The photo above displays some of the enormous ice crystals and hoarfrost observed on the ceiling of a glacier cave in the Castner Glacier in March of 2020. This cave is an example of a Röthlisberger channel or R-channel. These are channels formed at the base of the glacier by flowing subglacial water, melting a semi-circular tube through the ice. The water flowing through the channel, deep in the glacier, heats the ice from friction. Without this frictional, viscous heating, the channel would close from ice deformation due to the incredible overburden pressure of the ice above.
Near the exit of the channel, warm air in the summer melts the ice further, sometimes leading to large cave entrances like this. It’s highly unlikely that water would ever completely fill this part of the cave. However, further back, sometimes only a few tens of meters, the channel will be full to the ceiling in summer months.
How does all the water get under the glacier to form these channels in the first place? Well, there are quite a few ways. During the melt season, water can drain through the ice surface through crevasses and near-vertical holes called moulins. Much of the water eventually ends up at the glacier bed, where there are a series of linked cavities, channels, and even subglacial lakes. Additionally, water can be present from geothermal activity melting the ice above as well as frictional heating from the motion of the ice along the glacier bed.
Caution always needs to be exercised if approaching or entering any glacier or ice cave. There is quite a bit of overhead danger, as there are often many loose rocks at the top that fall frequently and unexpectedly. In winter, avalanche danger may pose a risk. These caves are usually at the terminus where the ice is often quickly melting and can potentially collapse without warning.
There can also be great danger from glacial lake outburst floods. Water often pools on glacier surfaces and at glacier margins forming lakes. Once the water pressure is high enough, and the subglacial drainage system is ready, these lakes can drain. Sometimes they drain catastrophically in a matter of hours
The video below shows some active moulins, supraglacial streams, and pooling water on the surface of glaciers.
The hoarfrost and giant ice crystals on the ceiling grow from water vapor present in the cave. Their formation requires a unique environment like that present in glacier caves like this. There is a large temperature gradient between the floor of the cave and the ice that drives convection that allows for the deposition of ice from supercooled water vapor on the cold surface of the glacier ice.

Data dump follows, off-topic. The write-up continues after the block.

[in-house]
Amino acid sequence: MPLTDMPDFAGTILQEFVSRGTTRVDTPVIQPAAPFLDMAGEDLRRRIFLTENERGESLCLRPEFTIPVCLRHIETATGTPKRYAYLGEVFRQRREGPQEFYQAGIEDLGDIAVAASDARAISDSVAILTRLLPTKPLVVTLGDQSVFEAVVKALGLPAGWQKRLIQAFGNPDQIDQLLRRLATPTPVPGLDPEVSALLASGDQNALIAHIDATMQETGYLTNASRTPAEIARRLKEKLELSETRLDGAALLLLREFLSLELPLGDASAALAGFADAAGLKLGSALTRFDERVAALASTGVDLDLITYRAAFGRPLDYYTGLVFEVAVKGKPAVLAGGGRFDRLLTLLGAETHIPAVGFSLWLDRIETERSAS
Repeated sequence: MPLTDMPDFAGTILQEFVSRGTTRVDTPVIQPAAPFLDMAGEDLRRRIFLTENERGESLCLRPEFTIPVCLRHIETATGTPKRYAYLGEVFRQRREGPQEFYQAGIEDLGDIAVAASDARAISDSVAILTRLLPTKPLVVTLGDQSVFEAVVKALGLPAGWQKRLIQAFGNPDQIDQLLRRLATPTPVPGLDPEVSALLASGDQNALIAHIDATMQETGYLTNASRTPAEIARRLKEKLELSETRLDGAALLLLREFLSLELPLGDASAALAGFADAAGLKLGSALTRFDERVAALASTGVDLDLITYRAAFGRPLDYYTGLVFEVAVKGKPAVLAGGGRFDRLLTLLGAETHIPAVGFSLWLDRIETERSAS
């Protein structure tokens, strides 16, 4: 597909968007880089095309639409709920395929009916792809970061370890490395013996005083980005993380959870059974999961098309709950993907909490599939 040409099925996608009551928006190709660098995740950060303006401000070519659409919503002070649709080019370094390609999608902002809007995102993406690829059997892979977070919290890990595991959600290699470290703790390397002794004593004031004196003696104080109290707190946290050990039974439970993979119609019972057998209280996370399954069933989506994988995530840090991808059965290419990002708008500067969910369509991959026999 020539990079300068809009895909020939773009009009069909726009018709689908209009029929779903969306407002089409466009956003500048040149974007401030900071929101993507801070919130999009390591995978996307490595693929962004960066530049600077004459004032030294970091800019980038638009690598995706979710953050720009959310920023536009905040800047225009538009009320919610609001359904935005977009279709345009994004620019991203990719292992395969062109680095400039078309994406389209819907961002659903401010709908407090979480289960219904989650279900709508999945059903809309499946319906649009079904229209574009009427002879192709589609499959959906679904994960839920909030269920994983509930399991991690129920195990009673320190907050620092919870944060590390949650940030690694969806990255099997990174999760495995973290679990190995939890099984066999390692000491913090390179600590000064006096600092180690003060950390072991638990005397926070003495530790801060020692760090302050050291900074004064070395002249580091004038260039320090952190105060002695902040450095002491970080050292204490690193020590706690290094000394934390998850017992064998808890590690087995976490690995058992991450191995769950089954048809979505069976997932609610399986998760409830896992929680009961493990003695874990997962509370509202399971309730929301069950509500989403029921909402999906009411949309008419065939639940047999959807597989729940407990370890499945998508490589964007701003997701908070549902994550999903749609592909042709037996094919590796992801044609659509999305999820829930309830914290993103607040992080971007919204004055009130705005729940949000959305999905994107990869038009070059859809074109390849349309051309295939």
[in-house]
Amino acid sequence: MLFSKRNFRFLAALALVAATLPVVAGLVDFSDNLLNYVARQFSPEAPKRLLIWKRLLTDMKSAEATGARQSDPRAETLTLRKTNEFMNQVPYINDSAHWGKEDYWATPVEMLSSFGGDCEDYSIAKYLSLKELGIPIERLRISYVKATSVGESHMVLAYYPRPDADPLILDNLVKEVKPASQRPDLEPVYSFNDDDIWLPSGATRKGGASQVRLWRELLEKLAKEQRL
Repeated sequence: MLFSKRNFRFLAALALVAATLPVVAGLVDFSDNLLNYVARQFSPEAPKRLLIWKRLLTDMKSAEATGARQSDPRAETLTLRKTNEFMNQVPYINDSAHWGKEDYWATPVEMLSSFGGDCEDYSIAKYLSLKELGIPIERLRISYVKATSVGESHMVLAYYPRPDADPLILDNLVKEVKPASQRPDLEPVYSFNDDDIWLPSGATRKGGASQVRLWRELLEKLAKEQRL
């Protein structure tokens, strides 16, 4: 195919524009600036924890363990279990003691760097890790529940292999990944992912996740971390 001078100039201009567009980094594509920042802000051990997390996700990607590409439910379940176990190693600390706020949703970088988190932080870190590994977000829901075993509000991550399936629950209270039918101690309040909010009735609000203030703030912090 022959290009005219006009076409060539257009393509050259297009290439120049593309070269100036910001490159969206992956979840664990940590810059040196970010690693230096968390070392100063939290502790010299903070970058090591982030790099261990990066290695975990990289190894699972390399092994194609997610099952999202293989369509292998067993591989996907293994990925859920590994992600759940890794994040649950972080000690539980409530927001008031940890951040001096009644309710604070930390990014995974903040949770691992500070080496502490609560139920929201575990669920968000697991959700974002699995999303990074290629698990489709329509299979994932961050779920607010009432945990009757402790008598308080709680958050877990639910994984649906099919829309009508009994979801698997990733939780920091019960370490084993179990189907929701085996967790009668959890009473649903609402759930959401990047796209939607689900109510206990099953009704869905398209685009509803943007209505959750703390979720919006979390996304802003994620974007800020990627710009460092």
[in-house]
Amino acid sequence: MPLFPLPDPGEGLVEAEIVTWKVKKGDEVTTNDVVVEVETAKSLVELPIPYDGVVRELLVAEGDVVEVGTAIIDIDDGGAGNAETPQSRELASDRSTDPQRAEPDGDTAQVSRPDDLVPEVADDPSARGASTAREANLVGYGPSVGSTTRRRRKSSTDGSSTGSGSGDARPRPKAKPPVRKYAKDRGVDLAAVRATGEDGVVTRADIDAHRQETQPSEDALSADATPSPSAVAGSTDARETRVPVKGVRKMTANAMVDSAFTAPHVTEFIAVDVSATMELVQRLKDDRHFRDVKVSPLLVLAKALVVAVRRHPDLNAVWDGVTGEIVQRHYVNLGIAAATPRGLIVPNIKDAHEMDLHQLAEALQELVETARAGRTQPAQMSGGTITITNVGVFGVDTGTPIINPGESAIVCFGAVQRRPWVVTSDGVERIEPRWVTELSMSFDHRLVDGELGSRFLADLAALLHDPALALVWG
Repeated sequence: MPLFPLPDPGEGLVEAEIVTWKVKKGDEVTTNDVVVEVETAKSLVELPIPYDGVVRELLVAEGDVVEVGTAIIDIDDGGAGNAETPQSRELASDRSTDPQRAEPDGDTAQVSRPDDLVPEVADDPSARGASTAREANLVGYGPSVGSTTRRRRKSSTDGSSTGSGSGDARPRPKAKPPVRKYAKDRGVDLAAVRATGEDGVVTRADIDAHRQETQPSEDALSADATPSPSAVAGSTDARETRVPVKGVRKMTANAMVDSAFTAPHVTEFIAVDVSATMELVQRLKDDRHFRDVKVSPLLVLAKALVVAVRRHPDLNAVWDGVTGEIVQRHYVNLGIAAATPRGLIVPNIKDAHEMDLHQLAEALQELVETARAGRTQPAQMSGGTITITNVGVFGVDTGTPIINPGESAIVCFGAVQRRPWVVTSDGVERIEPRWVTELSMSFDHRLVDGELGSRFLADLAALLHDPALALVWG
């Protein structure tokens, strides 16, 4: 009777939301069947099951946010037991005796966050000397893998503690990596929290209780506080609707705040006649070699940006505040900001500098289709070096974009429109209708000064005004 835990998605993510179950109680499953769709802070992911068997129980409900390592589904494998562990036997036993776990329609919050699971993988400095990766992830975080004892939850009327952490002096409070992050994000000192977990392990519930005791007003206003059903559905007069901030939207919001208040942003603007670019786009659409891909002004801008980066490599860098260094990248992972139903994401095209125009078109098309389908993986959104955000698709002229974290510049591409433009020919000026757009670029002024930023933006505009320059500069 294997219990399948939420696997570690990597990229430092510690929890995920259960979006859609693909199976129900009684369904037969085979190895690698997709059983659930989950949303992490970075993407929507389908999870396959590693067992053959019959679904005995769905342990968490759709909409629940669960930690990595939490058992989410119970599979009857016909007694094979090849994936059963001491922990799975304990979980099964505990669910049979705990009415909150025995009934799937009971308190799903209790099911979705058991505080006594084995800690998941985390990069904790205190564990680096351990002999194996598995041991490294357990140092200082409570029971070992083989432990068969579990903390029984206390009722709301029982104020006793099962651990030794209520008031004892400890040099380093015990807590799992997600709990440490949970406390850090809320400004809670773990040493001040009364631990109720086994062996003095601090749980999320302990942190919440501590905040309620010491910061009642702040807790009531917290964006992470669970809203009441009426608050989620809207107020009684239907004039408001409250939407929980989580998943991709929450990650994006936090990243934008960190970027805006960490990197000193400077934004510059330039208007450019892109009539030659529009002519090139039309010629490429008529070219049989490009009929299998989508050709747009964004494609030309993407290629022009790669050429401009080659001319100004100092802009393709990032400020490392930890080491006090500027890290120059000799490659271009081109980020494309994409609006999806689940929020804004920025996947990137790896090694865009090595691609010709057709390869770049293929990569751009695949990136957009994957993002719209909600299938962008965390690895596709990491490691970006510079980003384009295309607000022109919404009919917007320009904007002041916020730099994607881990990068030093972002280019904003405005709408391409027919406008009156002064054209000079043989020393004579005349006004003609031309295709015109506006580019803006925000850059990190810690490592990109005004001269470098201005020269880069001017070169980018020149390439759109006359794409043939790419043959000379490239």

Sometimes these crystals grow as hexagonal prisms, with most of the growth occurring at the edges and corners of the crystal. These often develop a hollow cup-shape. This is described as skeletal growth. The photo below shows an area full of skeletal growth patterns with a significant amount of branching.
In another area of the cave, there was a section of chandelier-like long c-axis ice columns that had limited skeletal growth on them. It’s not fully understood what mechanism drives the growth of these spikes, but it is thought that they form much faster than the surrounding skeletal crystals.
Some of the most beautiful ice crystals were in the glacier ice itself. It’s interesting to note that glacier ice is actually considered a metamorphic, mono-mineralic rock, composed of hundreds of millions of ice crystals. The crystals are metamorphosed snow crystals changing under the weight of the snow on top of them. The pressure causes the recrystallization of many snowflakes into larger and denser ice crystals.
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The ice we see down here at the glacier terminus formed high up in the accumulation zone. That’s where at least some of the snow remains at the end of the summer before new snow falls on it. On the Castner Glacier, that’s about 15 km (9 miles) from the terminus. The older snow eventually densifies into firn and then into glacier ice. The ice flows down the valley from the force of gravity at a few tens of meters per year, reaching this spot where we get to see it, hundreds of years later.